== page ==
Jewish persecution of Christians

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This article contains a chronology of the Jewish persecution of Christians.

Persecution by century

1st century

In the New Testament, it is revealed that it was Jews who killed Jesus Christ.

2nd century

  • 132 — Judaea Province, Roman Empire. Rabbi Akiva ben Joseph claims that Simon Bar Kokhba is the "messiah". Christians reject this claim and refuse to join in the Bar Kokhba terror campaign against the Roman Empire. As a result the Jews murdered many Christians. Bar Kochba ordered Christians to be executed if they would not deny and curse Jesus Christ. According to Justin Martyr, "The Jews were behind all the persecutions of the Christians. They wandered through the country everywhere hating and undermining the Christian faith."

4th century

6th century

8th century

  • 711 — Kingdom of the Visigoths. Jews as well as converted Berbers from North Africa play essential role in the advancement of Arab imperialism into the Iberian Peninsula. After the Mohammedans conquered the cities of Elvira, Seville and Cordoba, they were left under a Jewish-led garrison, while the armies pursued the natives. Malaga could not be garrisoned by invaders because the city was Jew-free.[2]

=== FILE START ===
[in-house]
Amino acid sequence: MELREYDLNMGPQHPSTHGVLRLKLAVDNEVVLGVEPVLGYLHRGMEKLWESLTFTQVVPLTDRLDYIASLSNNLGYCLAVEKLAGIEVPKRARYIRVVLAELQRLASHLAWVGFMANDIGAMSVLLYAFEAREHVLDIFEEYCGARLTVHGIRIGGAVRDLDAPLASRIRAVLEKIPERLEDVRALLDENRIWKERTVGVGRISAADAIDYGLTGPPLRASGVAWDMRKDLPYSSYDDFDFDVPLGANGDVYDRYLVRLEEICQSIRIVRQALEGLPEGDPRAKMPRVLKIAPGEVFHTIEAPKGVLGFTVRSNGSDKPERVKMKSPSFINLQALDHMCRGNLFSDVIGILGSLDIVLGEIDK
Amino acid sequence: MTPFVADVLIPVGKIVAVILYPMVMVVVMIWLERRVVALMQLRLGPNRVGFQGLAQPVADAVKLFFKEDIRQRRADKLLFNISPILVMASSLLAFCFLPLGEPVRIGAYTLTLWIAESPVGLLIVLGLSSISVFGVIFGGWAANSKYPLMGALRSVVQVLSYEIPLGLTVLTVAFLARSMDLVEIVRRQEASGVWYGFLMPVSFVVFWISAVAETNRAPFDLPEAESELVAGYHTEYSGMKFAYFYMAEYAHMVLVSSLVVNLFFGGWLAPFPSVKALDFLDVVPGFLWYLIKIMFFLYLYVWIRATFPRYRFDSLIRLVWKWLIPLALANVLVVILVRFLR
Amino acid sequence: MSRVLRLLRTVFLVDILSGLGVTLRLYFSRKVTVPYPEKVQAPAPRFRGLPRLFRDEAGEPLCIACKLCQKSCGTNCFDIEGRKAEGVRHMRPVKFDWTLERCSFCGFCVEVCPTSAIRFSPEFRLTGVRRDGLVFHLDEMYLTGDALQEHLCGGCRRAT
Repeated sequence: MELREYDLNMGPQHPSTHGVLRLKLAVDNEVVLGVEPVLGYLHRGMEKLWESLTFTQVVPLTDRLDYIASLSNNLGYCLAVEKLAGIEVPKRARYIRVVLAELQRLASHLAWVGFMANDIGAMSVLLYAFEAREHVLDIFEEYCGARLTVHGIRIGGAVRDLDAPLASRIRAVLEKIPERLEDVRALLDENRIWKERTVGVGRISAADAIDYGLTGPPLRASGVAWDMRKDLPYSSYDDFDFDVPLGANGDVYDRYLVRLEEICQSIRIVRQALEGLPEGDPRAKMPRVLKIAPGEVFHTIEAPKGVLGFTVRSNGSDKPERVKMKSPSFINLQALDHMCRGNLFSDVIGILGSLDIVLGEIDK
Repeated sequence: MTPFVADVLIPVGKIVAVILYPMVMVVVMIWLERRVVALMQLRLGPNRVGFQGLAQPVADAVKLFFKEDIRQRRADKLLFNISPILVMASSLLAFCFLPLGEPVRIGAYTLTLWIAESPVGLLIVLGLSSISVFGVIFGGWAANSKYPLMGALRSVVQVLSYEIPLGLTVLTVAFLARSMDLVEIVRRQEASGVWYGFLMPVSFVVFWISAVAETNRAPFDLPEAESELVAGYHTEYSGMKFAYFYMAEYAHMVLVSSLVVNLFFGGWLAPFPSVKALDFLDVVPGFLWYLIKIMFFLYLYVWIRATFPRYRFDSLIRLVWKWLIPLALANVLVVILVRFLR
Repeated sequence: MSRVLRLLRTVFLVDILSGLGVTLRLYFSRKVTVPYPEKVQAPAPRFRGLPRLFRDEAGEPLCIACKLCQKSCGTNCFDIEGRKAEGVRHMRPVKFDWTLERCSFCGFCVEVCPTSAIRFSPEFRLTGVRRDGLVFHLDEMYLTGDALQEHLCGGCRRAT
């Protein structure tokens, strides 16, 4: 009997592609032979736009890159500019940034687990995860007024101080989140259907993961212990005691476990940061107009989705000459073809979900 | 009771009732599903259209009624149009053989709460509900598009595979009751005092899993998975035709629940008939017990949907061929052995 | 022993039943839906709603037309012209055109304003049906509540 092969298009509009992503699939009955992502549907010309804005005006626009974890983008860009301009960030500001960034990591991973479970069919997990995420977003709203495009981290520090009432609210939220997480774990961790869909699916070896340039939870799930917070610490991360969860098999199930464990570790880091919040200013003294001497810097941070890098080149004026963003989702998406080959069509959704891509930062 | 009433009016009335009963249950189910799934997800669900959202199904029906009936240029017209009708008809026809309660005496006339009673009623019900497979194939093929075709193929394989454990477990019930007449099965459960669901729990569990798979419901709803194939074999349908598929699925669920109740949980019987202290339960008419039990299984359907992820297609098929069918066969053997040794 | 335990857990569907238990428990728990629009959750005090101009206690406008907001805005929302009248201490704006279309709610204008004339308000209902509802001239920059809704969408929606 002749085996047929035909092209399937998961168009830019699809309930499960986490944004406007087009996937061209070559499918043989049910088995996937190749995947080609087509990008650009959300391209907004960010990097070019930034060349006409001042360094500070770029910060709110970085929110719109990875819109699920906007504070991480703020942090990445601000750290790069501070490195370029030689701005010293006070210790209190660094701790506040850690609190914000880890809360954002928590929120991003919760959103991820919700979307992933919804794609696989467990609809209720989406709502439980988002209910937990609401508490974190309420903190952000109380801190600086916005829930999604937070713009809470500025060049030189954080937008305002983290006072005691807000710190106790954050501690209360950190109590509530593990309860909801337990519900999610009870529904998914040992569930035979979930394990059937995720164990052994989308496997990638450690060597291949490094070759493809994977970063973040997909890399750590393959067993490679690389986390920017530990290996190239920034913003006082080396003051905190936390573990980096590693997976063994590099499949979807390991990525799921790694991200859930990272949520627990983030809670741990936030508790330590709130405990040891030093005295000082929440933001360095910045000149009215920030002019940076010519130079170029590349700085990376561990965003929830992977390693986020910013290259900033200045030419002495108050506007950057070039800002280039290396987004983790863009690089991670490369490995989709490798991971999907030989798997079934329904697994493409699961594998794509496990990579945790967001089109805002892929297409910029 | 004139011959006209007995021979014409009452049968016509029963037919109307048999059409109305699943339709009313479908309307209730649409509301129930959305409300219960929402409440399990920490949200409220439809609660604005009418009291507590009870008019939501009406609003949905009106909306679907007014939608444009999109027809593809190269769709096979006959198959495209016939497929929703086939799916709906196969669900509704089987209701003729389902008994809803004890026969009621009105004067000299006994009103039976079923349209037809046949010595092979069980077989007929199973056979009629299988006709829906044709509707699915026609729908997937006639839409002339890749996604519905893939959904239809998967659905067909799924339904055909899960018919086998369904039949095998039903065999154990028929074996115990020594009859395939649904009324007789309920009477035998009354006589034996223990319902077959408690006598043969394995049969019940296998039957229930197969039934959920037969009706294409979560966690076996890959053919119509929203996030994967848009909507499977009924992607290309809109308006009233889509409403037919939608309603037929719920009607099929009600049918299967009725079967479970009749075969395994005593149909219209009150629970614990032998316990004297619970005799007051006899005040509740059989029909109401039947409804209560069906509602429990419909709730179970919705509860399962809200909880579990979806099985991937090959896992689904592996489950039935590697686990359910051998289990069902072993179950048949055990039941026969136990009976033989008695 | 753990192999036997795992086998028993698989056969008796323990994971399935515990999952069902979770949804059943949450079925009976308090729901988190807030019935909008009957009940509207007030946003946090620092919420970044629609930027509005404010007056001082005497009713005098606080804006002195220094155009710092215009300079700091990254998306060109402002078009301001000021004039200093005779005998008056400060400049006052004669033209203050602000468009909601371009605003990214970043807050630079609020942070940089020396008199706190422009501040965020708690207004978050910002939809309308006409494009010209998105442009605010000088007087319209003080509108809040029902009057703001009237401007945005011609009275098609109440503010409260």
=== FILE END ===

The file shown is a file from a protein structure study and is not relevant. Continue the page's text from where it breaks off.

• 712 — Toledo, Kingdom of the Visigoths. Jewish fifth column opens the gates of Toledo to the invading armies of the Umayyad Caliphate, while Christian defenders of the capital city were occupied in celebrating a procession, on Palm Sunday at San Locadia church.[2]

12th century

19th century

20th century

  • 1919 — In Hungary, the Jewish Bolshevist terrorists established a Soviet republic, leader was Bela Kun, and executed over 600 patriotic Christian Hungarians.
  • 1922 — The Bolshevik regime, converts the Russian Orthodox Solovetsky Monastery into the so-called "Solovki Special Purpose Camp", one of the earliest slave labour camps of the Gulag system where 75 bishops died, along with tens of thousands of laity.
  • 1931 — Russia. The Cathedral of Christ the Savior, the largest Eastern Orthodox church in the world at the time, is dynamited on the direct orders of Lazar Kaganovich, the right-hand man of Joseph Stalin, to make way for a planned Palace of the Soviets.
  • 1951 — Hungary, Ruling Bolshevist terrorists let explode the church "Regnum Marianum" in Budapest and set up a Stalin statue on the place, where the church stood.

See also

External links


  1. Fish Eaters (23 November 2010). "Jews, the Church and the History of the Church, Part III, The Historical Memory Hole". 
  2. 2.0 2.1 Hebrew History Federation (10 September 2010). "Jews in Africa, Part I by Samuel Kurinsky".